In 2014, 304 people, 250 of whom were high-school students, lost their lives in one of South Korea’s most distressing maritime tragedies—the Sewol Ferry disaster. Several studies were conducted after the tragedy to identify changes in psychological symptoms among the bereaved families and friends as well as the general public in South Korea, who were indirectly exposed to the event through the media. In addition to the parents of the adolescent victims of the tragedy, the adolescent friends of the deceased students and even middle- and high-school students who did not personally know any of the victims reported emotional changes, which included the emergence of depressive moods and anger [17,18,19]. In 2017, a 5.4 magnitude earthquake hit Pohang—a mid-sized city located in the southeastern part of South Korea—and resulted in injuries to 135 people. A one-year follow-up study indicated that 13.85% of the 195 survivors who resided in the affected area reported symptoms of posttraumatic stress [20]. More recent traumatic events include a bushfire in a northeastern region of South Korea in 2019, which resulted in two deaths and affected more than 4,000 residents. Numerous studies have been conducted in response to these traumatic events that occurred in South Korea in order to investigate the victims’ posttraumatic symptoms, such as posttraumatic anger.

Measurement issues in studies on posttraumatic anger in South Korea

Given that a significant number of traumatic events have occurred in South Korea, the need for localized posttraumatic anger studies has been dramatically increasing. In this respect, the lack of cross-culturally validated posttraumatic anger measures is an urgent issue in South Korea. This consequently underscores the importance of a South Korean-validated assessment of posttraumatic anger as an ensuing consequence of various traumatic events, which range from human-induced traumas to natural disasters.

Currently, three instruments are widely used as self-report measures of anger: the State Trait Anger Expression Inventory-2 (STAXI-2) [21], Novaco Anger Scale-Provocation Inventory (NAS-PI) [22], and Dimensions of Anger Reactions Scale (DAR) [23]. The STAXI-2 is a 57-item inventory that measures the experience of anger across several dimensions: state anger (15 items), trait anger (10 items), and four facets of anger expression and control (32 items; expression-out, expression-in, control-out, and control-in) [21]. The NAS-PI consists of two parts: the NAS and PI. The NAS is composed of 60 items that measure cognitive, arousal, and behavioral domains of anger and anger regulation, and the PI contains 25 items that assess anger intensity by describing potentially anger-provoking situations [22].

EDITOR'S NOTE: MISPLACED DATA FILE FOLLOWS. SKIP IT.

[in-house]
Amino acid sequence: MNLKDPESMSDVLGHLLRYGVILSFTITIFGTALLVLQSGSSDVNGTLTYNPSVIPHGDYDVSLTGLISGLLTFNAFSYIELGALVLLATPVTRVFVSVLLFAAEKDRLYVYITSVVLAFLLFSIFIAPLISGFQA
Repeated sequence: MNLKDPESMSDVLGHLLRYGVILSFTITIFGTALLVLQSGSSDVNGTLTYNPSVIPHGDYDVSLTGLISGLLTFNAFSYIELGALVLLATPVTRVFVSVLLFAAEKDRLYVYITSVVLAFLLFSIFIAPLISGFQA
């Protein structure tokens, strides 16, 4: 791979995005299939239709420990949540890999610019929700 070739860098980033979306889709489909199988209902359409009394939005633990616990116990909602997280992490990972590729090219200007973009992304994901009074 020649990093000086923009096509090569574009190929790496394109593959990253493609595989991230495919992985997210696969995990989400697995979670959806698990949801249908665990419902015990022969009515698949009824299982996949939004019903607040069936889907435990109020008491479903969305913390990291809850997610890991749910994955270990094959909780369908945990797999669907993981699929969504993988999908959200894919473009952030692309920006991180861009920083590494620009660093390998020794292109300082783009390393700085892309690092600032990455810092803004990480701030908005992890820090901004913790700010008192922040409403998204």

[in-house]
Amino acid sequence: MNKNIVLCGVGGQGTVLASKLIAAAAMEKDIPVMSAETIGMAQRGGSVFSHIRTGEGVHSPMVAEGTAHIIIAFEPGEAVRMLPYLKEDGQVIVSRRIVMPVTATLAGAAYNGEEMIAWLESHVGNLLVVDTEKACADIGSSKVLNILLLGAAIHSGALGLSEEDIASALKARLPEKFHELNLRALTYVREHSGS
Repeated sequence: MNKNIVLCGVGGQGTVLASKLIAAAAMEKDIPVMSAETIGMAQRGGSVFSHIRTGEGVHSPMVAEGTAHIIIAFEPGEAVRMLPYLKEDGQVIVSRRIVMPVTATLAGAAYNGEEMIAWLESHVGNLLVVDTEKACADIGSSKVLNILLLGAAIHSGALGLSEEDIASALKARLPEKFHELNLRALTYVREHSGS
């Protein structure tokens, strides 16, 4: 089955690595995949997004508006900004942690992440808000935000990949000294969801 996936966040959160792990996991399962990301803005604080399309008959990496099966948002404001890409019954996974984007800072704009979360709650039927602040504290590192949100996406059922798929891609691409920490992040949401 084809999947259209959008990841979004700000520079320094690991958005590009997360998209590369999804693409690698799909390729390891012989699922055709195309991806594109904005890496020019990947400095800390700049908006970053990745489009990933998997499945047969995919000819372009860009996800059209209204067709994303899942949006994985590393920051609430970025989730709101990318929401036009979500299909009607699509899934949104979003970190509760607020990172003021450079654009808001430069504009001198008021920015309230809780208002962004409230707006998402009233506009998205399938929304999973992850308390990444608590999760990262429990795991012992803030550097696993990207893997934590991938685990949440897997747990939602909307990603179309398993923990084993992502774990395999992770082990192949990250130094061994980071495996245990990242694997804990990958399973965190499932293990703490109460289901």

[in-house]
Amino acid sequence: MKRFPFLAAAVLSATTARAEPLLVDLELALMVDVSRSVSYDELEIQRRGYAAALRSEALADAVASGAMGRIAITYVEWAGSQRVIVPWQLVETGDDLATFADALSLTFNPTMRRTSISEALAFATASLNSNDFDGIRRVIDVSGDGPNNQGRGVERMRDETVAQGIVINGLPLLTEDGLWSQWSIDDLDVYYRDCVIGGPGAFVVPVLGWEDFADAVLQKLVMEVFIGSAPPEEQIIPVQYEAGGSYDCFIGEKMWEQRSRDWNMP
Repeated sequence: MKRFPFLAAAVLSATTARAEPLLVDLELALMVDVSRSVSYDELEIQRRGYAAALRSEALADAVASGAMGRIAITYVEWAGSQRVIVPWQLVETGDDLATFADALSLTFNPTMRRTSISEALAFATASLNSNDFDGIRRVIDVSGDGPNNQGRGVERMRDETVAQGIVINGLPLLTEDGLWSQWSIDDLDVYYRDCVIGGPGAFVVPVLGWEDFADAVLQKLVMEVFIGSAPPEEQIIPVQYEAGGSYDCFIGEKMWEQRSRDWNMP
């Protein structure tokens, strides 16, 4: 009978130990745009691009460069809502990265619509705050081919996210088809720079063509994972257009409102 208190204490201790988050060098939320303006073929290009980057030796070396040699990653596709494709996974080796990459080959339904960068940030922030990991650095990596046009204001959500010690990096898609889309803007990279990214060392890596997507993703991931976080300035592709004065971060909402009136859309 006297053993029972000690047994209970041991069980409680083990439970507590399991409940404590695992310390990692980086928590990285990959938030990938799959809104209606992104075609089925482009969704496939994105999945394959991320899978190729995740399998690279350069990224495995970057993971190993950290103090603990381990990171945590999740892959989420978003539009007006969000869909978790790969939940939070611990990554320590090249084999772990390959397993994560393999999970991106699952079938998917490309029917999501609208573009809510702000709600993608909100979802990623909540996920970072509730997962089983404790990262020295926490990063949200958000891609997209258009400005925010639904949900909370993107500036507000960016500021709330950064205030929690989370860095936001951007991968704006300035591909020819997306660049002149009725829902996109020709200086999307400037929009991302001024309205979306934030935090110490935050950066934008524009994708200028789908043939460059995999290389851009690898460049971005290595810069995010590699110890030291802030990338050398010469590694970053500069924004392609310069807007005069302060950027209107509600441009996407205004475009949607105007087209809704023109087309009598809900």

Although both the STAXI-2 and NAS-PI have been shown to be psychometrically sound measures of anger [21, 22], they are too lengthy to be incorporated into a battery of self-report measures. In contrast, the DAR is a seven-item scale. It consists of four items that measure anger response, which include anger frequency, duration, intensity, and expression, and three items that assess impairment in work performance, social relationships, and health [23]. Forbes et al. [1] validated the DAR with combat veterans. Subsequently, Forbes et al. [3] developed the DAR-5—a shortened version of DAR that uses only five items from it (excluding two items related to impairment in work performance and health). The DAR-5 should offer greater accessibility in disaster situations in comparison to the other aforementioned measures of anger as it is brief and largely reduces the cognitive burden on respondents. Therefore, the current study utilized the DAR-5.